ES6 conditional statements are used to perform different actions based on various conditions. The conditional statement evaluates a condition before the execution of instructions.
When you write the code, you require to perform different actions for different decisions. You can easily perform it by using conditional statements.
Types of Conditional Statements
- if statement
- if….else statement
- if….else if….statement
- nested if statement
- switch statement
Let us try to elaborate on these conditional statements.
The if statement
If the condition evaluates to true, the code within if statement will execute, but if the condition evaluates to false, then the code after the end of if statement (after the closing of curly braces) will execute.
x is greater
The if….else statement
If the condition is true, then the statements inside if block will be executed, but if the condition is false, then the statements of the else block will be executed.
Let us try to understand if….else statement by the following example:
x is greater
The if….else if…..else statement
It is used to test multiple conditions. The if statement can have multiple or zero else if statements and they must be used before using the else statement. You should always be kept in mind that the else statement must come after the else if statements.
c is greater
The nested if statement
It is an if statement inside an if statement.
20 is greater than 10 and even number After nested if statement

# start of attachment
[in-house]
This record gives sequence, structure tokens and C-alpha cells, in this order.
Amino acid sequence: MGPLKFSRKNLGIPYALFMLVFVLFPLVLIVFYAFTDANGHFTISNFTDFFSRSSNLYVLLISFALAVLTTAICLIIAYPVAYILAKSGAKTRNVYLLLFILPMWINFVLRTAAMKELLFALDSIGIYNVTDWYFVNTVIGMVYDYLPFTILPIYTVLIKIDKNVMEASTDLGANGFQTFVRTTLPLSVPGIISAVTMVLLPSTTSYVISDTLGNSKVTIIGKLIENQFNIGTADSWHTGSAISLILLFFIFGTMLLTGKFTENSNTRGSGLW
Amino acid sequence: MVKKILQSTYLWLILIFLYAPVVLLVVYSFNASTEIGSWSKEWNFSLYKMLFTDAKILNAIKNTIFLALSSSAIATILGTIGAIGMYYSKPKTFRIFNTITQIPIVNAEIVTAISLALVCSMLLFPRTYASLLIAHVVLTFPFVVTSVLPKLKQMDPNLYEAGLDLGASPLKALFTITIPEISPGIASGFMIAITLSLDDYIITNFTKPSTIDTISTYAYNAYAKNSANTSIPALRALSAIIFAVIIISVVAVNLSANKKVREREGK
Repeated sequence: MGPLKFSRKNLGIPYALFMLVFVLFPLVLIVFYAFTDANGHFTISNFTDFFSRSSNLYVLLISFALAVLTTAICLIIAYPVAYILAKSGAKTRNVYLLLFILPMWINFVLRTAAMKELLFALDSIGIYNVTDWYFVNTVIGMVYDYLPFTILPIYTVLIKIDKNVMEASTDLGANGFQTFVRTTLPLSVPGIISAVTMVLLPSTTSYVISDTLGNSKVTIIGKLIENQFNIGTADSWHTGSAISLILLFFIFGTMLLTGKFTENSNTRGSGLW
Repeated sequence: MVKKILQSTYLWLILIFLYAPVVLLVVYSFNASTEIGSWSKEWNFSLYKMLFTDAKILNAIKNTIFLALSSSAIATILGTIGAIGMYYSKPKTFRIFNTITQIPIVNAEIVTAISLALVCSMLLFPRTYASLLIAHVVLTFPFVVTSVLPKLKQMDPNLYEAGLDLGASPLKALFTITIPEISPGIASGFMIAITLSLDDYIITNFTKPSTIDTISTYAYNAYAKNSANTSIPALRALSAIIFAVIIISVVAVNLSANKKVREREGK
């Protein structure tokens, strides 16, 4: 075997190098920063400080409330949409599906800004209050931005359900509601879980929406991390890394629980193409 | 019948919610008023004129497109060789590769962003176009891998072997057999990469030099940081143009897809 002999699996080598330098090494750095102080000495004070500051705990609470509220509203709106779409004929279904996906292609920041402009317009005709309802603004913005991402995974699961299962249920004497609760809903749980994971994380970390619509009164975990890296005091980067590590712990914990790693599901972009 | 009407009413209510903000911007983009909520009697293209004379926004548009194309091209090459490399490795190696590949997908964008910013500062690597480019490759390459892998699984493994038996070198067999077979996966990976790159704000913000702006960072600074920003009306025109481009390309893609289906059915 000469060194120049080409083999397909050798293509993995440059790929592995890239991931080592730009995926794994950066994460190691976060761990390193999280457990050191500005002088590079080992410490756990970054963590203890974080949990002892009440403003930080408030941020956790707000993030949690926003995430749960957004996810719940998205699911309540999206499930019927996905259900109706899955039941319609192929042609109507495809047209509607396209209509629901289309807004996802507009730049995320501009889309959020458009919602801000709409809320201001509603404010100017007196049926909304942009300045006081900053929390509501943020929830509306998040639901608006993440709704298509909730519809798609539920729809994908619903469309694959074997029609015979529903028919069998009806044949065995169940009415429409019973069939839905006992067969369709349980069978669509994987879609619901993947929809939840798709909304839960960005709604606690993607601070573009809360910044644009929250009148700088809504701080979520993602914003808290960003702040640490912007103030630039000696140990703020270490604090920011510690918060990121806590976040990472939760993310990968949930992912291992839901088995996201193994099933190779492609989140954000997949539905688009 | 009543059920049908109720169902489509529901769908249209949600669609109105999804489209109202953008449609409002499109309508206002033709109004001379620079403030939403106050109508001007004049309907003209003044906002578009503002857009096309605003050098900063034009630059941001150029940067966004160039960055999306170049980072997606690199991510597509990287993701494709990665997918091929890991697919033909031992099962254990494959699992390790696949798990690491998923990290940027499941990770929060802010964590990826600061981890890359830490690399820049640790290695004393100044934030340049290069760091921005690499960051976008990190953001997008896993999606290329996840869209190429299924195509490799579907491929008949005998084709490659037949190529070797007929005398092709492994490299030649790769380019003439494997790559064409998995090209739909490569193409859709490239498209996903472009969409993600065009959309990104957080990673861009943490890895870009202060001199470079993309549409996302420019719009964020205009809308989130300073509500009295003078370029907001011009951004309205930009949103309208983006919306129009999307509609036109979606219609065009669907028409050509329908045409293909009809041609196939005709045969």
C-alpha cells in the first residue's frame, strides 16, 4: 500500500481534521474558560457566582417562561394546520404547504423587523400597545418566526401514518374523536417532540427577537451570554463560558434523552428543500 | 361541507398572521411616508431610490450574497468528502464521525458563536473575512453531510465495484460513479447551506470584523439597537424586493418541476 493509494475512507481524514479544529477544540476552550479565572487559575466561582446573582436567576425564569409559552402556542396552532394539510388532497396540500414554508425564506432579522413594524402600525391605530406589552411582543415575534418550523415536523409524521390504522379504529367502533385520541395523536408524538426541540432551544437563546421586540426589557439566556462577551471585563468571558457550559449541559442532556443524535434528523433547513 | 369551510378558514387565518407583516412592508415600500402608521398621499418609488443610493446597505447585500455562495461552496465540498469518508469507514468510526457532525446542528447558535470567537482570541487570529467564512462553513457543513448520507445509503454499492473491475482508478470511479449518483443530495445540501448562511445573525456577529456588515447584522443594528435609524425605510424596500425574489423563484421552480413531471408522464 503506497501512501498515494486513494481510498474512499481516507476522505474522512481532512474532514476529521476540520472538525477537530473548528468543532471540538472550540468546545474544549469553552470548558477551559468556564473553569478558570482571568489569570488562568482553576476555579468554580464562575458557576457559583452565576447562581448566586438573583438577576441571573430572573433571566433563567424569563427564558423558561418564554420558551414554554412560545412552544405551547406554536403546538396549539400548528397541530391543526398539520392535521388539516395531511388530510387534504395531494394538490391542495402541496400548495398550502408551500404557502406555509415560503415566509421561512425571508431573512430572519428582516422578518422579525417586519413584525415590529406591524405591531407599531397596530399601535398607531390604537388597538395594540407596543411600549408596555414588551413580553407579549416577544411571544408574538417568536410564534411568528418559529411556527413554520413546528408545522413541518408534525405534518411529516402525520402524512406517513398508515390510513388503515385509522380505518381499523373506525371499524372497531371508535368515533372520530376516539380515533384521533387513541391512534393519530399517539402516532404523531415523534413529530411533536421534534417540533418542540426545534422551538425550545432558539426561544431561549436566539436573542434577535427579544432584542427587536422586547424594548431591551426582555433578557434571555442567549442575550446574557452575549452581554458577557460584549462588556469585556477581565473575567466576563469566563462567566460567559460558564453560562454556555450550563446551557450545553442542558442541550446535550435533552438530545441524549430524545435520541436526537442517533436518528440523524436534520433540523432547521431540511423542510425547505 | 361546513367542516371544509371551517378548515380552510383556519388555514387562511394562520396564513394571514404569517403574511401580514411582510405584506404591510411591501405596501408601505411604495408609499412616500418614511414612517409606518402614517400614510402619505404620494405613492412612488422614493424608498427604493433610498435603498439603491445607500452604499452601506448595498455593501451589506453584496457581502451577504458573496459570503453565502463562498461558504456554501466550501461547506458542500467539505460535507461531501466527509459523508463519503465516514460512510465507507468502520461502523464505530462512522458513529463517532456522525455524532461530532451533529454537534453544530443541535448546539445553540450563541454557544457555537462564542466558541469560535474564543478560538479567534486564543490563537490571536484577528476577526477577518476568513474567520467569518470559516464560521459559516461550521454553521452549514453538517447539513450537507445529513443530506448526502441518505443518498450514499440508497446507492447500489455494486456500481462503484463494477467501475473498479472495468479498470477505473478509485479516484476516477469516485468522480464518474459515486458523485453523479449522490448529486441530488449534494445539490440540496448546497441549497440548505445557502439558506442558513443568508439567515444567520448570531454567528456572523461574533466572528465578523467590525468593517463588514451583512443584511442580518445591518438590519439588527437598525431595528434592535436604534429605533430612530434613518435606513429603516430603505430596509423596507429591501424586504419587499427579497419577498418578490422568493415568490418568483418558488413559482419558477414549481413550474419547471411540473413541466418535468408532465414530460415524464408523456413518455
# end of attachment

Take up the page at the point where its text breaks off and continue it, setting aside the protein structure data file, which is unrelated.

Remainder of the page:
The switch statement
It is a multi-way branch statement that is also used for decision-making purposes. In some cases, the switch statement is more convenient than if-else statements. It is mainly used when all branches depend upon the value of a single variable. It executes a block of code depending upon the different cases.
The switch statement uses the break or default keywords, but both of them are optional. Let us define these two keywords:
break: It is used within the switch statement for terminating the sequence of a statement. It is optional to use. If it gets omitted, then the execution will continue on each statement. When it is used, then it will stop the execution within the block.
default: It specifies some code to run when there is no case match. There can be only a single default keyword in a switch. It is also optional, but it is recommended to use it as it takes care of unexpected cases.
If the condition passed to switch doesn’t match with any value in cases, then the statement under the default will get executed.
Some points to remember
- There can be one or multiple case values for a switch expression.
- The use of break and default keywords are optional.
- The case statements can only include constants and literals. It cannot be an expression or a variable.
- Unless you put a break after the code of every block, the execution will continuously flow into the next block.
- It is not necessary that the default case has to be placed at last in a switch block.